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Moving Towards Interpretable Mechanisms in Human Systems Biology

  • Author(s): Thomas, Alex
  • Advisor(s): Lewis, Nathan E
  • Tesler, Glenn
  • et al.
Abstract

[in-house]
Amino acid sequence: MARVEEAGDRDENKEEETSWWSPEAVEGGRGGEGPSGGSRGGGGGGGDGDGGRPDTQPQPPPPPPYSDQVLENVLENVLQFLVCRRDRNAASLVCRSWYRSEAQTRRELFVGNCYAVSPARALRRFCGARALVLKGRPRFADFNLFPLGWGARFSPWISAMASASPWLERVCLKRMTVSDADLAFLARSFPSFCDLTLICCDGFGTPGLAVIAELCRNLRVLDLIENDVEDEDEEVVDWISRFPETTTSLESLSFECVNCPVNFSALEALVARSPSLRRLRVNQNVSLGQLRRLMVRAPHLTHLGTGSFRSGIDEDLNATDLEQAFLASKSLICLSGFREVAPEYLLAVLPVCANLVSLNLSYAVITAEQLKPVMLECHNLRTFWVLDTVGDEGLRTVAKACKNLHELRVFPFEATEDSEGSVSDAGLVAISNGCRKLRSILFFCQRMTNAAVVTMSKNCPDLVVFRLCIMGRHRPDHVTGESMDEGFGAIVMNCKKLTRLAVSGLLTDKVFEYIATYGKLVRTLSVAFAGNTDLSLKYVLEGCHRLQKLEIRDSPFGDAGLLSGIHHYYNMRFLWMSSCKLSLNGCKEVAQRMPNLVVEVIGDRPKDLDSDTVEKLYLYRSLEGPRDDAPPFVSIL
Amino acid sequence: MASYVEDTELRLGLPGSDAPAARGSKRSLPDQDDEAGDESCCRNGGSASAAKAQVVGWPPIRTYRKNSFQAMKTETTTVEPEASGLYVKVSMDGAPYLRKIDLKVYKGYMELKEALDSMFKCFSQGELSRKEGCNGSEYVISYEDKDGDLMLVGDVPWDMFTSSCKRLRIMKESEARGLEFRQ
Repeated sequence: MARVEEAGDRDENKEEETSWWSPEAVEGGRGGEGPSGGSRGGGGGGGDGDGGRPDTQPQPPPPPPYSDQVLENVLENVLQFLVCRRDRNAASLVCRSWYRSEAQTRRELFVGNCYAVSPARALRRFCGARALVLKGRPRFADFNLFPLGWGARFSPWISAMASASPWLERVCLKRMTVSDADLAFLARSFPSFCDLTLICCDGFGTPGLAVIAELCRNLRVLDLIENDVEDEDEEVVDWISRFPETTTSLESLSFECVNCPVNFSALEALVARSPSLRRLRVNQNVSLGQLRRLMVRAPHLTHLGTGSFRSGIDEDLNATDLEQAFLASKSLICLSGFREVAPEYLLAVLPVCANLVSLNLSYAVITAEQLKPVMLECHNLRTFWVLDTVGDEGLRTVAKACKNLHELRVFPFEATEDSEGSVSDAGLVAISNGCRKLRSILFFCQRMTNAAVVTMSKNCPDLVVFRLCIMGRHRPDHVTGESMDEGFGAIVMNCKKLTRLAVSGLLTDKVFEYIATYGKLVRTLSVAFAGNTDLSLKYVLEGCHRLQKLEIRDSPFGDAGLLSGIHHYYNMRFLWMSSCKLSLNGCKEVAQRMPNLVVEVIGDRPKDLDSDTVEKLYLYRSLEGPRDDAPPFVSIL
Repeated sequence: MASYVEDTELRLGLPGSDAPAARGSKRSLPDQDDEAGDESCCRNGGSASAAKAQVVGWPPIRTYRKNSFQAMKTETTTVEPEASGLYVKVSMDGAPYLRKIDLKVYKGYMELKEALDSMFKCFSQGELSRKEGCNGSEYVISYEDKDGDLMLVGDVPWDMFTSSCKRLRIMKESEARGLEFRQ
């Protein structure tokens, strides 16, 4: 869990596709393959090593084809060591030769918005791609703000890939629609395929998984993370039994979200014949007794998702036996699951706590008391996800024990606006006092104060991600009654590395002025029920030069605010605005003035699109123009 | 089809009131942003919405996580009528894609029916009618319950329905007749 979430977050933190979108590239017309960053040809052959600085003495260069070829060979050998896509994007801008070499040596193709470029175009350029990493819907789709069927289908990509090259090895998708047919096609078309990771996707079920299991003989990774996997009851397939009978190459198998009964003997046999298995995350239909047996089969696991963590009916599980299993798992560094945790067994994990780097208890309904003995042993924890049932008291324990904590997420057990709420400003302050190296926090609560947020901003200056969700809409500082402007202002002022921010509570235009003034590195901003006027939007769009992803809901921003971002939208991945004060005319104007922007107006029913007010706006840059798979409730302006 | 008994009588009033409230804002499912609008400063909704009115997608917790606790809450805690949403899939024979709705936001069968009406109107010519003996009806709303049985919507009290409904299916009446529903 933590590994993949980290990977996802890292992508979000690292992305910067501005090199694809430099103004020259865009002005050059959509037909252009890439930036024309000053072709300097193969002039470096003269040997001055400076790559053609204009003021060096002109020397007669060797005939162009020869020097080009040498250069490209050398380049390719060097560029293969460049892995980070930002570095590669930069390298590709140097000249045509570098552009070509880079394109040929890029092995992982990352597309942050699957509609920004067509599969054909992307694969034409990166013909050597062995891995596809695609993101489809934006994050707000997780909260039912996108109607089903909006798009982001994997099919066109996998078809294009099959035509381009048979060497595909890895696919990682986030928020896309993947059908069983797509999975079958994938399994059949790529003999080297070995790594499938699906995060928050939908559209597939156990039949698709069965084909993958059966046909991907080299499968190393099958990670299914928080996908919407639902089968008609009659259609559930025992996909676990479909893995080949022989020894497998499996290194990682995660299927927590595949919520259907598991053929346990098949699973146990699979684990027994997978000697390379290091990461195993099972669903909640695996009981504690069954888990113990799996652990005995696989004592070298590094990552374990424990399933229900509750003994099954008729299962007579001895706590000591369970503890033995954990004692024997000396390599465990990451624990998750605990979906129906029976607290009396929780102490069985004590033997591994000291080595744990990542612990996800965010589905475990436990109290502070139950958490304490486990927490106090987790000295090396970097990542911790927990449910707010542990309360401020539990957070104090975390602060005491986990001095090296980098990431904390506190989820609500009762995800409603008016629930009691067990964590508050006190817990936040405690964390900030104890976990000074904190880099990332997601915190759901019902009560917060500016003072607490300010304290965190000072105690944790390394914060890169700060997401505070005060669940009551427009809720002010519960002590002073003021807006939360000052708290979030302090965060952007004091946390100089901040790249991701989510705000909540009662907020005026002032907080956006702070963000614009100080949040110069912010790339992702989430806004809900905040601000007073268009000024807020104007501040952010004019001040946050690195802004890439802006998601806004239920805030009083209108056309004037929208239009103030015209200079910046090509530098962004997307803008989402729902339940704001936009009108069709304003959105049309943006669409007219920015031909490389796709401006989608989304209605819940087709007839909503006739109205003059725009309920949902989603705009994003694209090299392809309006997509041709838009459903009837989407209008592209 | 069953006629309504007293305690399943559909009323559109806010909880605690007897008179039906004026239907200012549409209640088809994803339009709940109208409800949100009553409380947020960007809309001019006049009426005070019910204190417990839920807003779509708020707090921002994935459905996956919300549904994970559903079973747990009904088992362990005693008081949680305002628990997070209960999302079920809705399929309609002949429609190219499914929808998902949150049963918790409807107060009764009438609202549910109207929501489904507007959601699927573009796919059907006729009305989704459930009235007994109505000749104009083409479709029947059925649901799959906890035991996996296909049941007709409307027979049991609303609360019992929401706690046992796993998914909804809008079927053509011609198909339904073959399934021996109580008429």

A detailed understanding of biomolecular mechanisms enables predictive modeling in biological systems. In the late 1990's, whole-genome sequencing and the development of various high-throughput technologies led to the emergence of systems biology, primarily in simple model organisms such as bacteria and yeast. Mechanisms between biological components and processes were cataloged and placed in mathematical frameworks to explain the role of genotype and environmental factors on phenotypes. Some modeling formalisms, such as constraints-based modeling, have been shown to accurately recapitulate biological findings, and provided new insights for applications ranging from metabolic engineering to evolutionary landscapes. Recently, systems biology of human cells, with the same aim of characterizing mechanisms, has been employed to study drug off-target effects, host-pathogen interactions, cancer metabolism, and multicellular interactions between brain cell types. However, mechanism-based systems biology of human cells is still in its infancy and has not achieved the level of adoption as systems biology in unicellular organisms. Therefore, a broad, mechanism-centric approach to human systems biology is expounded in this dissertation, and was used to address open problems concerning blood platelets and cancer cells to make inroads in the study of disease, longevity, and phenotypic diversity with regard to human cells. Mechanisms were cataloged into a computable database for blood platelet metabolism. This systems-level assessment of the platelet was used to study the effects of aspirin resistance and delineate pathway utilization during platelet storage. Computational methods were developed to handle the scale of information in these systems biology applications with the motivation of reporting digestible results. To this end, BioNetView was developed as a clustering and visualization tool to utilize structural information to build interpretable, data-influenced pathway maps. Discovery of new mechanisms for future systems biology applications was also explored. Representing an initial foray towards large-scale mechanistic discovery in human cells, a novel bioinformatics pipeline was developed and deployed for processing and scoring genetic interactions in cancer cell lines via gene knockout screens utilizing the unprecedented precision of CRISPR/Cas9 genome editing. Therefore, in an effort to contextualize and understand mechanisms, several aspects are presented, geared towards a comprehensive, interpretable systems-level perspective of human biology.

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